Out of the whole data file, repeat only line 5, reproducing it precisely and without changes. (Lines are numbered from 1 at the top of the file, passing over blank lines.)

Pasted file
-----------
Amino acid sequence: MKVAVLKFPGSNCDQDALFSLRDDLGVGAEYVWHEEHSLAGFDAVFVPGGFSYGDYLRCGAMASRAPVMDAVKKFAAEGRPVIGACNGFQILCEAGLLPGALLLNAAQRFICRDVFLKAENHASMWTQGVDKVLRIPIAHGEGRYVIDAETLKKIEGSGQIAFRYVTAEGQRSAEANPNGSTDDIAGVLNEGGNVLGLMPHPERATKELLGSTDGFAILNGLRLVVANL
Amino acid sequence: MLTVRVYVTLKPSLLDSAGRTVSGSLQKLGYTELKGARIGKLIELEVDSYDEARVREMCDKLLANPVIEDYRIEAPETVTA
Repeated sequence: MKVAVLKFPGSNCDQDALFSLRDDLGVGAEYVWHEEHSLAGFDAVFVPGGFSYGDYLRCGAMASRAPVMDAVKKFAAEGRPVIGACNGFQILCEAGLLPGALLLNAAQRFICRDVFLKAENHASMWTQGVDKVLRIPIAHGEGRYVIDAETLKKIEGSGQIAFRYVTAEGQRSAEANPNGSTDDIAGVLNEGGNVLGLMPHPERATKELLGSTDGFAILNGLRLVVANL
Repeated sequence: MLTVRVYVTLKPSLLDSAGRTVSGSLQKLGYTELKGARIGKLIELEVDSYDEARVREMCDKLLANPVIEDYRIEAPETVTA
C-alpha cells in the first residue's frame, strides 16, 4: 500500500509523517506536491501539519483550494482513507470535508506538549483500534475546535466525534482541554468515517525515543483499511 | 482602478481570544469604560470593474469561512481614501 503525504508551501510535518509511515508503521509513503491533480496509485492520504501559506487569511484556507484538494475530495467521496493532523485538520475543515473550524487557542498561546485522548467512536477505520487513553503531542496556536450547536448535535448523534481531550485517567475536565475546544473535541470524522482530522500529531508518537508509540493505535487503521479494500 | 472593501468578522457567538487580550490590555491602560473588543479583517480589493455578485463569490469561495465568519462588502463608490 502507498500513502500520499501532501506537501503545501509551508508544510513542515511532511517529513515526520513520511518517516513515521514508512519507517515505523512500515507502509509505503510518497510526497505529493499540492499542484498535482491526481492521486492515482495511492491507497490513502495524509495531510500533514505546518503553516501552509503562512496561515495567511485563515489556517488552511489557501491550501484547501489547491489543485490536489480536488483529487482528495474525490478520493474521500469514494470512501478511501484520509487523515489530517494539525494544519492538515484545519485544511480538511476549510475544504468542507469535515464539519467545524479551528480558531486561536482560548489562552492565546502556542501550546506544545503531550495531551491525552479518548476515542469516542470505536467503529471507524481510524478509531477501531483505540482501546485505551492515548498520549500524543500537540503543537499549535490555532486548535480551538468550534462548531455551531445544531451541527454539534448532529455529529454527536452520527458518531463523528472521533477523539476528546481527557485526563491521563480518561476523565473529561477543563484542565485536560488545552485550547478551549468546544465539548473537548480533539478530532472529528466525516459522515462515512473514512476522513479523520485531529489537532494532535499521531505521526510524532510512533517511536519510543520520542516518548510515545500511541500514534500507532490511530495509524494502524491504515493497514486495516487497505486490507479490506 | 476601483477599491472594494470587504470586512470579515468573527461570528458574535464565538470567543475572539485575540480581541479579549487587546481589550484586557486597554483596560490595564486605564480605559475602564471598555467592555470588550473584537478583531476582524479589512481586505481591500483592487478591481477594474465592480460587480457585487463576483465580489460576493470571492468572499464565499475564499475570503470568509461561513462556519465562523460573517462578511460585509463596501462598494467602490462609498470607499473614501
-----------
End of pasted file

C-alpha cells in the first residue's frame, strides 16, 4: 500500500509523517506536491501539519483550494482513507470535508506538549483500534475546535466525534482541554468515517525515543483499511 | 482602478481570544469604560470593474469561512481614501 503525504508551501510535518509511515508503521509513503491533480496509485492520504501559506487569511484556507484538494475530495467521496493532523485538520475543515473550524487557542498561546485522548467512536477505520487513553503531542496556536450547536448535535448523534481531550485517567475536565475546544473535541470524522482530522500529531508518537508509540493505535487503521479494500 | 472593501468578522457567538487580550490590555491602560473588543479583517480589493455578485463569490469561495465568519462588502463608490 502507498500513502500520499501532501506537501503545501509551508508544510513542515511532511517529513515526520513520511518517516513515521514508512519507517515505523512500515507502509509505503510518497510526497505529493499540492499542484498535482491526481492521486492515482495511492491507497490513502495524509495531510500533514505546518503553516501552509503562512496561515495567511485563515489556517488552511489557501491550501484547501489547491489543485490536489480536488483529487482528495474525490478520493474521500469514494470512501478511501484520509487523515489530517494539525494544519492538515484545519485544511480538511476549510475544504468542507469535515464539519467545524479551528480558531486561536482560548489562552492565546502556542501550546506544545503531550495531551491525552479518548476515542469516542470505536467503529471507524481510524478509531477501531483505540482501546485505551492515548498520549500524543500537540503543537499549535490555532486548535480551538468550534462548531455551531445544531451541527454539534448532529455529529454527536452520527458518531463523528472521533477523539476528546481527557485526563491521563480518561476523565473529561477543563484542565485536560488545552485550547478551549468546544465539548473537548480533539478530532472529528466525516459522515462515512473514512476522513479523520485531529489537532494532535499521531505521526510524532510512533517511536519510543520520542516518548510515545500511541500514534500507532490511530495509524494502524491504515493497514486495516487497505486490507479490506 | 476601483477599491472594494470587504470586512470579515468573527461570528458574535464565538470567543475572539485575540480581541479579549487587546481589550484586557486597554483596560490595564486605564480605559475602564471598555467592555470588550473584537478583531476582524479589512481586505481591500483592487478591481477594474465592480460587480457585487463576483465580489460576493470571492468572499464565499475564499475570503470568509461561513462556519465562523460573517462578511460585509463596501462598494467602490462609498470607499473614501